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Rehabilitation therapy that restrains the less damaged arm or hand appears to improve functional use of the paralyzed area in stroke patients, according to a study in the November 1 issue of JAMA.
More than 730,000 Americans yearly experience a new or recurrent stroke. That translates into $35 billion in health care costs. Almost 90 percent of stroke survivors have hemiparesis (partial paralysis on one side of the body), resulting in upper extremity impairment immediately after stroke. More than half of those patients continue to have functional limitations 3 to 6 months later.
A rehabilitation technique involveing placing the less impaired area in a sling (arm) or mitt(hand) for most of the day encourages use of the paralyzed side. Constraint-induced movement therapy (CIMT) also involves repetitive task practice. Single-site studies have shown a 2-week CIMT program improves functionality of the affected side.
Steven L. Wolf, Ph.D., P.T., of the Emory University School of Medicine and colleagues compared a 2-week multisite program of CIMT vs. currently accepted care on upper-extremity function in first time stroke patients (having a first time stroke in the previous 3 to 9 months). The Extremity Constraint Induced Therapy Evaluation (EXCITE) Trial, a randomized, multisite clinical trial, included 222 individuals with predominantly ischemic stroke.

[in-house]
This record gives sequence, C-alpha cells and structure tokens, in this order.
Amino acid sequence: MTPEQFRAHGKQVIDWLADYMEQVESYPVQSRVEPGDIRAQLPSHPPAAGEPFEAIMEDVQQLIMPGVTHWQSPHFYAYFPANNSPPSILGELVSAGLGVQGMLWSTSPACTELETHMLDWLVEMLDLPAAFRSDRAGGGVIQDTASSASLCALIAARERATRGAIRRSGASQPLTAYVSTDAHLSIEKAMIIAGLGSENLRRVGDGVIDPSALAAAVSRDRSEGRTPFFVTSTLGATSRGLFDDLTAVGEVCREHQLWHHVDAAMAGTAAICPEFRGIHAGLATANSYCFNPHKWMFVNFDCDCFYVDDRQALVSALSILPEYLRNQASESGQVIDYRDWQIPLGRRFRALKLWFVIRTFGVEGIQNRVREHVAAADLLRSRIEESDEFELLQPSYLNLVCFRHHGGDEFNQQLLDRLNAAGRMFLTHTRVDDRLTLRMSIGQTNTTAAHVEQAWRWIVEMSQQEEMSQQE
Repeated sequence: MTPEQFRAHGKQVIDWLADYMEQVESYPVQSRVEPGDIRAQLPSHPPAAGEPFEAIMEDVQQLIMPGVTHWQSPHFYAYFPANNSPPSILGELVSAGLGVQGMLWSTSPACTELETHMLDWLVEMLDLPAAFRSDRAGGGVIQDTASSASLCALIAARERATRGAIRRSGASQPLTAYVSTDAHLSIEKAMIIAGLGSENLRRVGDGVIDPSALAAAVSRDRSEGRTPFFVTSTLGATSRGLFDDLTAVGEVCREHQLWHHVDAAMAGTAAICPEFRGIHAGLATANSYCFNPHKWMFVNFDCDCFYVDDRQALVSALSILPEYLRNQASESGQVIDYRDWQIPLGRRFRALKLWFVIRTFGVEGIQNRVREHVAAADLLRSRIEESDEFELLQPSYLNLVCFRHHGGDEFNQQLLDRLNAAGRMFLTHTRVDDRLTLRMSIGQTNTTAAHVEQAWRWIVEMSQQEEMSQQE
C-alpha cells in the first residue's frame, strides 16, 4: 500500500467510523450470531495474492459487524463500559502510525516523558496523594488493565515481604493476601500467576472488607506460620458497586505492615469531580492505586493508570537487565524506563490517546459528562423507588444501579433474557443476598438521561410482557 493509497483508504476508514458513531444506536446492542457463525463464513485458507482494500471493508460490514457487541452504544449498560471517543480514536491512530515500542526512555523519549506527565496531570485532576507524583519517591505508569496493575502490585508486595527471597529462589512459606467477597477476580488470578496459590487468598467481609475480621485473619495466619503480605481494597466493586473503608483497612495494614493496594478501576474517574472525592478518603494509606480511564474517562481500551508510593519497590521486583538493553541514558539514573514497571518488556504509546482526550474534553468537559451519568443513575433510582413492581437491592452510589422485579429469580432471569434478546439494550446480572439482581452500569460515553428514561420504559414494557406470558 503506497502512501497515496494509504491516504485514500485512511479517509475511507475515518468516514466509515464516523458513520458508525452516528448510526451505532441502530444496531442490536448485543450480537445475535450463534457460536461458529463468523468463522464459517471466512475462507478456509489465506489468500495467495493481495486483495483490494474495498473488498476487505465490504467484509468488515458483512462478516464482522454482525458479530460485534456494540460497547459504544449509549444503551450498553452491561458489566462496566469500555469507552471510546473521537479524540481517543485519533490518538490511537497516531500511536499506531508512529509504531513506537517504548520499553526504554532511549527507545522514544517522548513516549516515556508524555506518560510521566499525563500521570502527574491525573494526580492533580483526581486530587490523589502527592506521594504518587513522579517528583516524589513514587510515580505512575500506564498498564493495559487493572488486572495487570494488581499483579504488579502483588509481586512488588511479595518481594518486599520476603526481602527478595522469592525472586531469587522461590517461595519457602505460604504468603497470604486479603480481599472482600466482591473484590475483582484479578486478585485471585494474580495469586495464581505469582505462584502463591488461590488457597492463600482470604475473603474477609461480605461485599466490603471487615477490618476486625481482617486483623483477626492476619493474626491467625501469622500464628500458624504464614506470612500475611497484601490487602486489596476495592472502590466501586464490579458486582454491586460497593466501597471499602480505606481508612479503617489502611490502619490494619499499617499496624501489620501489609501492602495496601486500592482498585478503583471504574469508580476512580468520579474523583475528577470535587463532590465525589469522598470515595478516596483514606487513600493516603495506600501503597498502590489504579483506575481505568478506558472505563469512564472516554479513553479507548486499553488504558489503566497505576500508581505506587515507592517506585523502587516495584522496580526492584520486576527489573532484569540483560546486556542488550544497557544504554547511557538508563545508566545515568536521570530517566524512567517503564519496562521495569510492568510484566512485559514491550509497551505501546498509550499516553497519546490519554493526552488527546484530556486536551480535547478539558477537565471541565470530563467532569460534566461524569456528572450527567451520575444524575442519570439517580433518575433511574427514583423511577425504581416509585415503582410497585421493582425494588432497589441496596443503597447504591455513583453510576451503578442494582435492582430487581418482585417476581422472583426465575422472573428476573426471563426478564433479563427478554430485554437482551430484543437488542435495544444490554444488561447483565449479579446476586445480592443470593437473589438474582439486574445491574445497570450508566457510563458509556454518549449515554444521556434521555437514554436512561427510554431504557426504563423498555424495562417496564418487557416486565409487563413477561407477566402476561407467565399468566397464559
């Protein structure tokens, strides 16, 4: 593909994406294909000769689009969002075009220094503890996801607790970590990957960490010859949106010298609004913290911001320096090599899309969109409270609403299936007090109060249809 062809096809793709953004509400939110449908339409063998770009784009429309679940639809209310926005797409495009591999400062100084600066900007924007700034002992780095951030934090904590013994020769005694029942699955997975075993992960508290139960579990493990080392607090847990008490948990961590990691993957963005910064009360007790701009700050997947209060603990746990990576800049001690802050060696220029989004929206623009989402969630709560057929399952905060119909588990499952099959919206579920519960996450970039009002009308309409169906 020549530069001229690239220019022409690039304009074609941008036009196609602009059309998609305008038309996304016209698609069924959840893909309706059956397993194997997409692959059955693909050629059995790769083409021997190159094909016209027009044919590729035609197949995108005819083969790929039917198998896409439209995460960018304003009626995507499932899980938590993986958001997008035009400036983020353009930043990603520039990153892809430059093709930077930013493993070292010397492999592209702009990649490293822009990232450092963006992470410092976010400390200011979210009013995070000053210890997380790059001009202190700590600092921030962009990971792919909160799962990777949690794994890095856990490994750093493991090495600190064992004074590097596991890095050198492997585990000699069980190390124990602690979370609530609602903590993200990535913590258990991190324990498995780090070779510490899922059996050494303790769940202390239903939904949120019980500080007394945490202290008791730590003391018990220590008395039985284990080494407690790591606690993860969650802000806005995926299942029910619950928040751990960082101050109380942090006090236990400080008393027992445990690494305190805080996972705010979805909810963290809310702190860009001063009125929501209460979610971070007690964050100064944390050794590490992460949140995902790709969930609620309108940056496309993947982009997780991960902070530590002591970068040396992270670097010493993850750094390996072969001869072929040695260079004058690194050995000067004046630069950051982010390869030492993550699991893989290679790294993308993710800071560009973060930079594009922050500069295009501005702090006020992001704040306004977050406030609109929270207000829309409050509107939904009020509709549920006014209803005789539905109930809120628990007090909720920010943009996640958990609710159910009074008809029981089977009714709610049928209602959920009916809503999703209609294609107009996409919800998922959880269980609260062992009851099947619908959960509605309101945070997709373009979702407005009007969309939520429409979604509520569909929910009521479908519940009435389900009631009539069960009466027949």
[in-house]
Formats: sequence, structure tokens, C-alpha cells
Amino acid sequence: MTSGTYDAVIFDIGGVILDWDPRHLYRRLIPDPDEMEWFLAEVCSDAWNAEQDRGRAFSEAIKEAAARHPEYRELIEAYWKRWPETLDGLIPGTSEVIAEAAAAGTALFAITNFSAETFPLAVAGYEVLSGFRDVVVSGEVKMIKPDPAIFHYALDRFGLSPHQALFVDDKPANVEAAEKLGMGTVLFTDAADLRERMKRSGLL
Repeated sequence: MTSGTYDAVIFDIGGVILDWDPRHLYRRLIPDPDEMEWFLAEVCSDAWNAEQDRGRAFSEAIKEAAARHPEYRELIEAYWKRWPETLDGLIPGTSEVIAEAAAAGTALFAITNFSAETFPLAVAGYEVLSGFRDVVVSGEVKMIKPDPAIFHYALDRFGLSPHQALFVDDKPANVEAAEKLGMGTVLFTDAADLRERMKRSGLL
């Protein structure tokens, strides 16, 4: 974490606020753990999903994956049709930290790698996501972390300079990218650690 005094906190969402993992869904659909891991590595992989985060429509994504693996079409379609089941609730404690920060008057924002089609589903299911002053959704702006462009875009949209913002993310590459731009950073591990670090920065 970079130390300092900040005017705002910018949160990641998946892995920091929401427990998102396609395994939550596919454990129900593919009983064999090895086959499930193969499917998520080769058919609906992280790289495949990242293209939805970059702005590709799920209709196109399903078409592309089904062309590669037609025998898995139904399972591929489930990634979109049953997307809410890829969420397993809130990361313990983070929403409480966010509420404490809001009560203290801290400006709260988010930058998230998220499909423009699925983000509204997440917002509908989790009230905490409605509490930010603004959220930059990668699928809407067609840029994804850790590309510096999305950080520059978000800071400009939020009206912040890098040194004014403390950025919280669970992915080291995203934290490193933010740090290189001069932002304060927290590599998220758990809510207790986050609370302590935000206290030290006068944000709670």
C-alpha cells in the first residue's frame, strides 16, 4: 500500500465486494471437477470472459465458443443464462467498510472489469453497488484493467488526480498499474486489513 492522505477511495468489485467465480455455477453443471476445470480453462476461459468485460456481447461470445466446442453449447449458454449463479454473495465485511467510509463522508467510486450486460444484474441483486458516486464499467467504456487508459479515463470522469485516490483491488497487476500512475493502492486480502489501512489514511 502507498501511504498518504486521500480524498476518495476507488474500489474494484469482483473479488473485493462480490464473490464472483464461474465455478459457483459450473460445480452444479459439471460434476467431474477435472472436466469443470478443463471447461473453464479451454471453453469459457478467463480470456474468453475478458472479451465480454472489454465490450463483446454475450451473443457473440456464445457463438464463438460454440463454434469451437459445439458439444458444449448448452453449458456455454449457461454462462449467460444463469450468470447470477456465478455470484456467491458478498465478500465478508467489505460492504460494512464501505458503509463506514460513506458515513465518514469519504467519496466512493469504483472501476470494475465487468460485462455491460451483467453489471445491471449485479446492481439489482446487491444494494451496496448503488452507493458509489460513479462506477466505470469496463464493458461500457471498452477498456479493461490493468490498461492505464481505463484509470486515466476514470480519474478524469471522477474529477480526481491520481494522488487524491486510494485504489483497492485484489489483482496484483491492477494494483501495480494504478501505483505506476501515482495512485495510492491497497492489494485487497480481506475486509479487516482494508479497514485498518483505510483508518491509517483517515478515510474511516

Patients were evaluated using the Wolf Motor Function Test (WMFT) and the Motor Activity Log (MAL). The researchers found CIMT patients showed greater improvement than the control group in both the WMFT Performance Time (a measure of functional ability) and in the MAL measurements (assesses the effectiveness and frequency of 30 common daily activities). The CIMT group also had a 65 percent increase in the amount of tasks performed with the partially-paralyzed arm as well as a greater perceived increased in arm functionality by the patients.
Researchers concluded that CIMT patients can have significant improvements in paretic arm motor ability compared with participants receiving usual and customary care. The results suggest that further research should identify the central nervous system changes associated with observed motor gains as well as alternate models of CIMT delivery.
Effect of Constraint-Induced Movement Therapy on Upper Extremity Function 3 to 9 Months After Stroke JAMA. 2006;296:2095-2104.
About the Author
Jeanne Bohm, Ph.D. is a cancer biologist by training, a medical writer and an experienced science educator.
The author has no financial relationship to any of the companies listed in the article.